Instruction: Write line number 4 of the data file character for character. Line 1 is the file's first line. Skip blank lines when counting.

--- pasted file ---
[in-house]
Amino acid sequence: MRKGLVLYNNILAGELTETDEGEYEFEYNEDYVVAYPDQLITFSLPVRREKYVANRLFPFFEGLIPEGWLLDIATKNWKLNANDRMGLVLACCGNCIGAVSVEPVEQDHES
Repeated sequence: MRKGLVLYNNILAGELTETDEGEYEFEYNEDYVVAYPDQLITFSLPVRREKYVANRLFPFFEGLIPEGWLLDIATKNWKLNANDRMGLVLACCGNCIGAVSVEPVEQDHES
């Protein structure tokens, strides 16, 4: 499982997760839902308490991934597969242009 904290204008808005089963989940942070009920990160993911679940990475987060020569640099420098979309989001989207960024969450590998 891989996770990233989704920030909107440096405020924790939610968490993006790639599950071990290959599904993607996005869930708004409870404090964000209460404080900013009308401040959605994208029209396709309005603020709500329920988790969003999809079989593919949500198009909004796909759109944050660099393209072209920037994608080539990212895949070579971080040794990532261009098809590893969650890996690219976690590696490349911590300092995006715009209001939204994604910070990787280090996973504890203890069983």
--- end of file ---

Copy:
């Protein structure tokens, strides 16, 4: 499982997760839902308490991934597969242009 904290204008808005089963989940942070009920990160993911679940990475987060020569640099420098979309989001989207960024969450590998 891989996770990233989704920030909107440096405020924790939610968490993006790639599950071990290959599904993607996005869930708004409870404090964000209460404080900013009308401040959605994208029209396709309005603020709500329920988790969003999809079989593919949500198009909004796909759109944050660099393209072209920037994608080539990212895949070579971080040794990532261009098809590893969650890996690219976690590696490349911590300092995006715009209001939204994604910070990787280090996973504890203890069983």